As you can imagine, DuckDuckGo’s users were about as happy as a cat in a hot tin bath. There was uproar. Backlash. The social feeds went into meltdown. Pitchforks and flaming torches at dawn. The usual.

Eventually, DDG managed to redo its deal with Microsoft and get its scripts removed – although the details of the deal are protected by NDAs.

Now, DDG is blocking not just Microsoft, but also Facebook and Google trackers. They’re going above and beyond what most other browsers do, which usually just mess around with cookies and fingerprinting.

DDG’s approach is to stop those tracking scripts from even loading in the first place. Other browsers tend to be a bit more hospitable, letting them in but then trying to limit the damage.

But let’s be real, it’s not all sunshine and rainbows just yet. DDG admits there are still some cases where Microsoft’s ad scripts might sneak through, especially for conversion tracking. But they’re working on it, trying to find a more private way to handle ad conversions.

Other privacy advocates and anti-censorship campaigners have also called into question DuckDuckGo’s approach to censorship in recent years, claiming it is removing certain results from its SERPs:

Here are some relevant quotes from the transcript:

DuckDuckGo has recently started censoring certain kinds of search results on the search engine. Now it started off by censoring Russian propaganda which maybe sounds good in theory, right? … The problem with censorship, with censoring what kind of information people can access … is that there’s no end to it. Once you start going down that slope, it does not stop.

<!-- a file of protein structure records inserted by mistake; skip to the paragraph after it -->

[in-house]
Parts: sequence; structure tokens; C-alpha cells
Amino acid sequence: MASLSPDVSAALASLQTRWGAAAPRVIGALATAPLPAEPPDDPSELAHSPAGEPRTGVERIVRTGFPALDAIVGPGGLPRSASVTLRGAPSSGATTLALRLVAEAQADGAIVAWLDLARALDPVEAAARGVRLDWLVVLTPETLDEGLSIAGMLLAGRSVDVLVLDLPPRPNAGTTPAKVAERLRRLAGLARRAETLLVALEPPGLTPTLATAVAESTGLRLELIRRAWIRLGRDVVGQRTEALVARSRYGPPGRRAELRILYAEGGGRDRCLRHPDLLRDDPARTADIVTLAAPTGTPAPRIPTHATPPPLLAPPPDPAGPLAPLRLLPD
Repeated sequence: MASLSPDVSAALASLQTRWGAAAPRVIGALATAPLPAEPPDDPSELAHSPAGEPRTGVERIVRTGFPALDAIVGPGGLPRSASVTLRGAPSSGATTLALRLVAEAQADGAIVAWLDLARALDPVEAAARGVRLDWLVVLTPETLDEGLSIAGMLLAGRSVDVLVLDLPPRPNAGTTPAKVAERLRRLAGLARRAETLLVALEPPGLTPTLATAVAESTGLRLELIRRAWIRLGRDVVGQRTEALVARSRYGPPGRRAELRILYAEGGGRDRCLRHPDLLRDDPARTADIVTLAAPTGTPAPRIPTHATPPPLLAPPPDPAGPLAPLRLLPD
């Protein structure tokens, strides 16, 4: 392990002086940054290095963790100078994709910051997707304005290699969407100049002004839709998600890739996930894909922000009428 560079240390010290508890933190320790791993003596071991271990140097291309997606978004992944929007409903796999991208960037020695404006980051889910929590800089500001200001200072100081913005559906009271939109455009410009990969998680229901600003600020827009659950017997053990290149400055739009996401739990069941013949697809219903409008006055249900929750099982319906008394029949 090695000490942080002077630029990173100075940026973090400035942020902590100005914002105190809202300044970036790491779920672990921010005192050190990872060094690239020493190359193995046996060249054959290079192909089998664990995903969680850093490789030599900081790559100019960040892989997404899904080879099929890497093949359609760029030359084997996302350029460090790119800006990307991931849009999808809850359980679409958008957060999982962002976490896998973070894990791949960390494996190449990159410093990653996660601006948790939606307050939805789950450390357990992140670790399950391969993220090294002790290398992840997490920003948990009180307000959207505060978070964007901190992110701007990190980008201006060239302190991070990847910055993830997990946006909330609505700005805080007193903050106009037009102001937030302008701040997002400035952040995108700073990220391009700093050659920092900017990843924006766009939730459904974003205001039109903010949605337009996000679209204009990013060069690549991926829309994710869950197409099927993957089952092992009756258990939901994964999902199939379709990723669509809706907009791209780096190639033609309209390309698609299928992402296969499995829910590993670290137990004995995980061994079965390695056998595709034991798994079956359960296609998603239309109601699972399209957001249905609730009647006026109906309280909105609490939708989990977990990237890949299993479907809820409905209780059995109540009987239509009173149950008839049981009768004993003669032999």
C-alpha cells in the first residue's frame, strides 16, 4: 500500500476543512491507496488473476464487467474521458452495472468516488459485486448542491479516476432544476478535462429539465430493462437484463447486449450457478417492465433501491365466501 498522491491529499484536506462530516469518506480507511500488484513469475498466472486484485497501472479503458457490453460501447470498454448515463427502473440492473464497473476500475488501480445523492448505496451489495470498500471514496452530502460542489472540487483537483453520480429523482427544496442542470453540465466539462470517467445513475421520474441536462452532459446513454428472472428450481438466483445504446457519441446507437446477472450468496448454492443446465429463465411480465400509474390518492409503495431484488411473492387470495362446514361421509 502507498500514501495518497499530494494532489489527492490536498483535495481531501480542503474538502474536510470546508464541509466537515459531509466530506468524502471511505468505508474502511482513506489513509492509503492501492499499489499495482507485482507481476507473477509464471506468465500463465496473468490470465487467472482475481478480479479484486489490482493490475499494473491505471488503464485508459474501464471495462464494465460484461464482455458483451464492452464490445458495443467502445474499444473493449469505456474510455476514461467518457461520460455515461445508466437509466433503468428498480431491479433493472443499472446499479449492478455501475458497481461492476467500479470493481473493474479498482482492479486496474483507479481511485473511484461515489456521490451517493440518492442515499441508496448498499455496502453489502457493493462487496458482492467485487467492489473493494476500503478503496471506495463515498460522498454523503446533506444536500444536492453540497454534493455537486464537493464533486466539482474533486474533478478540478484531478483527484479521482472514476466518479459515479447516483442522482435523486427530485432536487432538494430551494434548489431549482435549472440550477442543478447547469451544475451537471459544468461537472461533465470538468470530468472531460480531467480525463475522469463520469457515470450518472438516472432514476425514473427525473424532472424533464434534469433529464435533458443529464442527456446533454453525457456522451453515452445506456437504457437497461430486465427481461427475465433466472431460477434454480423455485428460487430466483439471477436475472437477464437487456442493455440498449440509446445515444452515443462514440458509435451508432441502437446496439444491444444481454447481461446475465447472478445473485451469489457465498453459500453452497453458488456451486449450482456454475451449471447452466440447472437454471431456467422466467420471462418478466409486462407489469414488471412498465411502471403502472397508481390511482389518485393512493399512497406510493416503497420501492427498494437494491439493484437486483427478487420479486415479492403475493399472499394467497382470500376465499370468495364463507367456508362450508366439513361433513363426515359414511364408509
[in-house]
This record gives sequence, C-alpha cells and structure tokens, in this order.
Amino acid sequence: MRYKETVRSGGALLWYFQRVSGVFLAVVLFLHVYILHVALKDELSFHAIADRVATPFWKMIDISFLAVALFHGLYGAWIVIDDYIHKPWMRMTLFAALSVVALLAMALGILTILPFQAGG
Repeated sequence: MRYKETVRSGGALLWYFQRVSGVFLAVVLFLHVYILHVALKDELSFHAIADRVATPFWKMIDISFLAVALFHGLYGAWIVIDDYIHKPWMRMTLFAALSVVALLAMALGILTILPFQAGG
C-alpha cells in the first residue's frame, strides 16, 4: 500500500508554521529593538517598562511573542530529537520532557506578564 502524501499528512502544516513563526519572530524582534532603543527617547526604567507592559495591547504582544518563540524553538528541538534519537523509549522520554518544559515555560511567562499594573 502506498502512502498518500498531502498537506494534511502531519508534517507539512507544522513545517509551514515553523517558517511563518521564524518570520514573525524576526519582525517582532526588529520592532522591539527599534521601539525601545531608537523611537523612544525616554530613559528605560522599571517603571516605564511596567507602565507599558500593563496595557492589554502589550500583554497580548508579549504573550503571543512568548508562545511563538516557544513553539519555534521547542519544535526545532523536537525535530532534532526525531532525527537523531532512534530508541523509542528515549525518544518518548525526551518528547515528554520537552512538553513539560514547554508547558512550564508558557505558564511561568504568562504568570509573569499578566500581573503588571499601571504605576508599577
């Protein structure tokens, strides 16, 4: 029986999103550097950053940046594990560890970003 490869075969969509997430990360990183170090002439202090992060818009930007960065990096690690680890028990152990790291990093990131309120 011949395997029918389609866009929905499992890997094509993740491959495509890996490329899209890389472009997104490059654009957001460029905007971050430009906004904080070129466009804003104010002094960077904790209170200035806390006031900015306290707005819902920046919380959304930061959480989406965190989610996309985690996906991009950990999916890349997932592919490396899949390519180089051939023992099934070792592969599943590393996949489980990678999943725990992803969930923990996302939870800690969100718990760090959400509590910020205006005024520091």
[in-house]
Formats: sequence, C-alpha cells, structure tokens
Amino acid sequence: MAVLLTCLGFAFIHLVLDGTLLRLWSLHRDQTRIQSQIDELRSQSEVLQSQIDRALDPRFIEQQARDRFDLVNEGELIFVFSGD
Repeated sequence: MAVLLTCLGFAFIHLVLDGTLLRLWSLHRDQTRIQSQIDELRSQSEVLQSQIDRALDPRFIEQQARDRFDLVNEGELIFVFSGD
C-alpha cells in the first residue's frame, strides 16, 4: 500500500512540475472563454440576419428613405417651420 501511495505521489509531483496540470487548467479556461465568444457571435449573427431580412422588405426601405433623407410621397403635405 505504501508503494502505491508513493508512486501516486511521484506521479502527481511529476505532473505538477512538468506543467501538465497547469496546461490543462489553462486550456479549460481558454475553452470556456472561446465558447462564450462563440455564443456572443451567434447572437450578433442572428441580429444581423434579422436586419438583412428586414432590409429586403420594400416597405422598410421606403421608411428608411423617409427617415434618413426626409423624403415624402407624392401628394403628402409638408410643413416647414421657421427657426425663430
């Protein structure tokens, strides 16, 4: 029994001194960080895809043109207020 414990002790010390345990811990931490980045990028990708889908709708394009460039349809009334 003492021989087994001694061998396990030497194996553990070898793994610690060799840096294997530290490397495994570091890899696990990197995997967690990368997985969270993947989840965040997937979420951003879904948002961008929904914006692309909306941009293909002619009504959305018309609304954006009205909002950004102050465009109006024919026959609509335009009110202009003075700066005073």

The excuse today for censoring search results is removing access, I guess, or making it so that less people know about torrenting sites and a command line program that lets you download videos off of the internet. Why is it so important to censor this? I don’t know, maybe because somebody with some copyright is pressuring them to do it.

Source

Full Transparency, Tracker Protection Added To GitHub

To their credit, DDG is being pretty upfront about all this. They’ve even put their tracker protection list on GitHub for everyone to see. And they’ve updated their Privacy Dashboard and help pages to break it all down for users.

At the end of the day, DDG wants to make it crystal clear that when you view ads or search results on their platform, it’s all anonymous. Microsoft has promised not to link any ad-click behavior to user profiles or use it for creepy tracking and profiling.

But again you have to take Microsoft’s word on that which is a big ask.

Bottomline? DDG made the right changes but the PR was bad for its brand and this is why we’ve seen a massive upsurge in Brave browser adoption – it blocks everything by default, tracks nothing, and even has its own search engine model.

Richard Goodwin

Richard Goodwin is a leading UK technology journalist with a focus on consumer tech trends and data security. Renowned for his insightful analysis, Richard has contributed to Sky News, BBC Radio 4, BBC Radio 2, and CNBC, making complex tech issues accessible to a broad audience.